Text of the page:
5 New Years Resolutions I Learned In Kindergarten

For the Whole of Their Life.

5 New Year's Resolutions I Learned in Kindergarten

Posted 4th January 2020
By Ellie Rolfe

Every January, I set myself the tedious task of creating a list of New Year’s resolutions. I brave the Boxing Day sales and buy myself a kikki.K diary — using it to plan and map out the ways in which I will accomplish these resolutions. I try to cover every area possible, from healthy eating, to downloading fitness apps, to remembering to clean my windows fortnightly (aggh) — all rendering me catatonic, to the point where I become the human version of tangled headphones.

The list is so large that it becomes unachievable and overwhelming. And before I know it, I’m buying Krispy Kreme’s instead of organic vegetables and caffeine has become the foundation of my food pyramid (and I am feeling guilty about it).

I was chatting to my ‘Kindergartener’ cousin and asked what his resolutions for the year might be. He frowned, thought about it for a moment, and exclaimed, ‘to not push into lines at the canteen’. I had to give it to him, it was very practical — and wildly achievable. It was my cousins simple New Year’s resolution that led to my inspiration for resolution brevity.

Perhaps the best inspiration for a New Year’s resolution isn’t buried in the chaos of adulthood, but in the lessons originally learned on the circle mats in Kindergarten.

5 New Year's Resolutions I Learned in Kindergarten:

‘Sharing is Caring’

Sharing feels good, sharing makes us grateful, sharing makes life real and sharing increases trust. To share is to care, and when you care you will share; in one way or another. Sharing is not always an easy thing, but when we share with others, what we learn is that we’re actually creating more joy, gratitude, trust and community — not only for ourselves, but also for the people around us and in the world.

‘Jump in Puddles’

Admittedly this one wasn’t asked of me every day as a Kindergarten student but it is the perfect example of child-like sensibility and wonder. Sometimes acting silly and being wise are the same thing. Proverbs 17:22 says, ‘a joyful heart is good medicine’.

Life is full of ‘when I have time’, ‘when circumstances are okay’, ‘next time’, and ‘people might think I’m silly’ — I can only begin to imagine the opportunities that would open up if we replaced these thoughts with a wide-eye enthusiasm that says ‘I’m going to jump in the puddle'.

Whether your puddle might be going for that new job, picking up a new hobby or literally chucking on those beloved gumboots and dancing in the rain — jump!

‘Hold Hands and Stay Together’

It is impossible to go through life alone. The Bible says in Psalm 133, ‘How good and pleasant it is when God’s people live together in unity’.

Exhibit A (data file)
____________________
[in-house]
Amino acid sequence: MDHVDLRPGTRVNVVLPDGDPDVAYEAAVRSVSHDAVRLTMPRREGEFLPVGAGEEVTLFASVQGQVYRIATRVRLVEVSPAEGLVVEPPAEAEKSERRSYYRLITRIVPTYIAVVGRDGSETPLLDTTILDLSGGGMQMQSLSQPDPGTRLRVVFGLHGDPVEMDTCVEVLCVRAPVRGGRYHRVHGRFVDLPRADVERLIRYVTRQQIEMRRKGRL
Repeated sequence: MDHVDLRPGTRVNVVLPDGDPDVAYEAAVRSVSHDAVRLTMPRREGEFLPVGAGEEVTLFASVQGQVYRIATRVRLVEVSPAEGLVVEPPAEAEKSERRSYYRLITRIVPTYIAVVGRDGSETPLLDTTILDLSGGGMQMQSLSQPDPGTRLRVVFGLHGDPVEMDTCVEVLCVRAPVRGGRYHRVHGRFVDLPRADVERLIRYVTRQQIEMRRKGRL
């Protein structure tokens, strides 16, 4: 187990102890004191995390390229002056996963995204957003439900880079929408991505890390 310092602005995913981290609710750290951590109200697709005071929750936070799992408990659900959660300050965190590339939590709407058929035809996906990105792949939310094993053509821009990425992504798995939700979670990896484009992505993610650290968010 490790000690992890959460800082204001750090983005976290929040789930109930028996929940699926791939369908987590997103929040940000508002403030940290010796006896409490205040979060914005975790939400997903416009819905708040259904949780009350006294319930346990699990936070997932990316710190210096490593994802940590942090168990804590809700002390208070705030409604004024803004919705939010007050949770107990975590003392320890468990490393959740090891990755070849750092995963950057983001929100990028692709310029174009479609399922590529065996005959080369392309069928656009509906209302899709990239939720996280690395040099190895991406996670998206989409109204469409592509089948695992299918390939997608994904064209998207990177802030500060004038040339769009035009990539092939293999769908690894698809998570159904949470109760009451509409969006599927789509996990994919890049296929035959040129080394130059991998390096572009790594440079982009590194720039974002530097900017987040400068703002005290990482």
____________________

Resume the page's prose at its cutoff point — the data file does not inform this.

We need to surround ourselves with people who will uplift us, encourage us, teach us, sharpen us, and motivate us — and we need to be that person for others.


Habits of Thinking: One of the questions that occupy my mind as a parent is what will my kids turn out like when they are adults and what can I do as a father to help shape and guide their path? This blog post discusses the habitual and intellectual characteristics of upbringing and person that I believe to be important in raising our children to be healthy minded adults.

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Listen to your parents. Listen to your children. Listen to your grandparents. Listen to your friends. Listen to your barista (he will teach you how to make the most divine cold brew coffee). Just talk less, and listen more.

Not only will you learn, but the people around you will feel understood and cared about. When we are mature and confident enough to set aside our own agenda long enough to get into the hearts and minds of those around us, we not only learn a great deal, but we offer them our best selves.

‘Always Be Curious About Everything’

Albert Einstein said, ‘I have no special talent. I am only passionately curious’. I love this! Sure, I’ll quibble with the idea that Einstein had no special talent, but I can understand that it was his curiosity that drove him and opened his eyes to new possibilities.

As the world increases in complexity, a curious approach to life is becoming even more salient. We need to feed that desire to learn more, to understand new things and to know how they work.

Curious people ask questions, read and explore. They are active about seeking information or experience, and are willing to meet challenges, and to broaden their world view.

Curiosity is an important ingredient in the process of life and learning at any age. Living without curiosity can be boring, whilst its presence can make everyday life more alive, and full of wonder.

Admittedly — I still bought the kikki.K diary this year (because aesthetics) but instead of feeling deflated and overwhelmed looking through pages full of high-pressure resolutions, I instead felt elated and energised by the five resolutions above.

Ellie Rolfe

Head of Marketing and Communications

The Life

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